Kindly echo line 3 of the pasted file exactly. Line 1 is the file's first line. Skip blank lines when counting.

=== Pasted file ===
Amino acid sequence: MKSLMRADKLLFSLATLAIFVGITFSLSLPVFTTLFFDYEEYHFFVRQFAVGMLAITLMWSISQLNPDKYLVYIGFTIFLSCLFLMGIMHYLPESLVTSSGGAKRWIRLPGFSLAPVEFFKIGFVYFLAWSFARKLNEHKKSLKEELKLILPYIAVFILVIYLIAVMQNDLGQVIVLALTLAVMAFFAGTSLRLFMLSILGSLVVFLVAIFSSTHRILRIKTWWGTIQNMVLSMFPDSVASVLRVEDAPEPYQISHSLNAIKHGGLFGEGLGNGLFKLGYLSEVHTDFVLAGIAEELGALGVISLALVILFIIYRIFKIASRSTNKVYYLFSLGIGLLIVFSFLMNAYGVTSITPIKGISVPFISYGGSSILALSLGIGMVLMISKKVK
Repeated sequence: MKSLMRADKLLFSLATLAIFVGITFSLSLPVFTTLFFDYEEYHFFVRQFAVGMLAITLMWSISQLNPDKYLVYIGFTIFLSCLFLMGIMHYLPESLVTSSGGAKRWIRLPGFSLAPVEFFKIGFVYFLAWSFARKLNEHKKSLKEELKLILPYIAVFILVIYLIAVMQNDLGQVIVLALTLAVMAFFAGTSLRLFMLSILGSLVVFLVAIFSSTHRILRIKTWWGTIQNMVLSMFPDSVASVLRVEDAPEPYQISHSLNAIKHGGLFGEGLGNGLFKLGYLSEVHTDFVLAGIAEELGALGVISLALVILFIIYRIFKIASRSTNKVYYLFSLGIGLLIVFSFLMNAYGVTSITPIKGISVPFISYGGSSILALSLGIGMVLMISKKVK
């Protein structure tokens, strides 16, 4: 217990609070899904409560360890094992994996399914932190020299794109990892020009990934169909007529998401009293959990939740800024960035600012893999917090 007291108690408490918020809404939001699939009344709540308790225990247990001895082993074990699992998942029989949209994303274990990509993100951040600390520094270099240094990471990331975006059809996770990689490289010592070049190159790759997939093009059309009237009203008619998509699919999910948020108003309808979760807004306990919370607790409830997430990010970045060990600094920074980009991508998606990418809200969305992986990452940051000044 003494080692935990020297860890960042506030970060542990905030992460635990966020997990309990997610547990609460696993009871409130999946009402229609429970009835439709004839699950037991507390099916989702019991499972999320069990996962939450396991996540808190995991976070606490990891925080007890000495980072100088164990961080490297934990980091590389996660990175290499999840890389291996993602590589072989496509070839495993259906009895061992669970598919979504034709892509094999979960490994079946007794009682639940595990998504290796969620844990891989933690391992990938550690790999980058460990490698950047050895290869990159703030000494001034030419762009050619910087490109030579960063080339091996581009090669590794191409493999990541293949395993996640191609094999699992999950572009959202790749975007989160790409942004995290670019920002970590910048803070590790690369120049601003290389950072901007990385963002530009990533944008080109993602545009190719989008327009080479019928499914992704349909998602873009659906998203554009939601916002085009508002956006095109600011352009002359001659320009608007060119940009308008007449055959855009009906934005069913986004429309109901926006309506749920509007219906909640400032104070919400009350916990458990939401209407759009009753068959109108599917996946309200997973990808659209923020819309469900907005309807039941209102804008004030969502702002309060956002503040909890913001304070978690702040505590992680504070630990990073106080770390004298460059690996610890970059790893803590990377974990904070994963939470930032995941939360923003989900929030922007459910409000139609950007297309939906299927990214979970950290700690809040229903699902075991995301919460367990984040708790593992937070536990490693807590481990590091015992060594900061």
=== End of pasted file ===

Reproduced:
């Protein structure tokens, strides 16, 4: 217990609070899904409560360890094992994996399914932190020299794109990892020009990934169909007529998401009293959990939740800024960035600012893999917090 007291108690408490918020809404939001699939009344709540308790225990247990001895082993074990699992998942029989949209994303274990990509993100951040600390520094270099240094990471990331975006059809996770990689490289010592070049190159790759997939093009059309009237009203008619998509699919999910948020108003309808979760807004306990919370607790409830997430990010970045060990600094920074980009991508998606990418809200969305992986990452940051000044 003494080692935990020297860890960042506030970060542990905030992460635990966020997990309990997610547990609460696993009871409130999946009402229609429970009835439709004839699950037991507390099916989702019991499972999320069990996962939450396991996540808190995991976070606490990891925080007890000495980072100088164990961080490297934990980091590389996660990175290499999840890389291996993602590589072989496509070839495993259906009895061992669970598919979504034709892509094999979960490994079946007794009682639940595990998504290796969620844990891989933690391992990938550690790999980058460990490698950047050895290869990159703030000494001034030419762009050619910087490109030579960063080339091996581009090669590794191409493999990541293949395993996640191609094999699992999950572009959202790749975007989160790409942004995290670019920002970590910048803070590790690369120049601003290389950072901007990385963002530009990533944008080109993602545009190719989008327009080479019928499914992704349909998602873009659906998203554009939601916002085009508002956006095109600011352009002359001659320009608007060119940009308008007449055959855009009906934005069913986004429309109901926006309506749920509007219906909640400032104070919400009350916990458990939401209407759009009753068959109108599917996946309200997973990808659209923020819309469900907005309807039941209102804008004030969502702002309060956002503040909890913001304070978690702040505590992680504070630990990073106080770390004298460059690996610890970059790893803590990377974990904070994963939470930032995941939360923003989900929030922007459910409000139609950007297309939906299927990214979970950290700690809040229903699902075991995301919460367990984040708790593992937070536990490693807590481990590091015992060594900061």